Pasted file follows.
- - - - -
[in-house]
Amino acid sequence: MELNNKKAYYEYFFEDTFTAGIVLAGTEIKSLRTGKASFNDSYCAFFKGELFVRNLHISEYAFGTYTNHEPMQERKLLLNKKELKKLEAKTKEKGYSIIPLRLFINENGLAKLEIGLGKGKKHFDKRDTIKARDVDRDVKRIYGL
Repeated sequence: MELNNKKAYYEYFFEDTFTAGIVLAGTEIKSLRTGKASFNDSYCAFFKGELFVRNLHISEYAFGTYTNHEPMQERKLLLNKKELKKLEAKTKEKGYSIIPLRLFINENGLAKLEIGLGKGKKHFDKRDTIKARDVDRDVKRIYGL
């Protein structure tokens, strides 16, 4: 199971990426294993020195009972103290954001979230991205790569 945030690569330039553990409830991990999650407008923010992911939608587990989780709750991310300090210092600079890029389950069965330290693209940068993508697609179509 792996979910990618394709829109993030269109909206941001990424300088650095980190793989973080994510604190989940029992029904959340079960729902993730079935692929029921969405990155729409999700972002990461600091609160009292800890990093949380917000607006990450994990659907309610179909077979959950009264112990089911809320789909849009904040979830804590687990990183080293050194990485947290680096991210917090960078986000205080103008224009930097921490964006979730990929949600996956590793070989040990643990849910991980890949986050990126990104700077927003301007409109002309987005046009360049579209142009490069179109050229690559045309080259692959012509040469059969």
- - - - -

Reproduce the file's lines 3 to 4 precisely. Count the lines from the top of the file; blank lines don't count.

Repeated sequence: MELNNKKAYYEYFFEDTFTAGIVLAGTEIKSLRTGKASFNDSYCAFFKGELFVRNLHISEYAFGTYTNHEPMQERKLLLNKKELKKLEAKTKEKGYSIIPLRLFINENGLAKLEIGLGKGKKHFDKRDTIKARDVDRDVKRIYGL
């Protein structure tokens, strides 16, 4: 199971990426294993020195009972103290954001979230991205790569 945030690569330039553990409830991990999650407008923010992911939608587990989780709750991310300090210092600079890029389950069965330290693209940068993508697609179509 792996979910990618394709829109993030269109909206941001990424300088650095980190793989973080994510604190989940029992029904959340079960729902993730079935692929029921969405990155729409999700972002990461600091609160009292800890990093949380917000607006990450994990659907309610179909077979959950009264112990089911809320789909849009904040979830804590687990990183080293050194990485947290680096991210917090960078986000205080103008224009930097921490964006979730990929949600996956590793070989040990643990849910991980890949986050990126990104700077927003301007409109002309987005046009360049579209142009490069179109050229690559045309080259692959012509040469059969």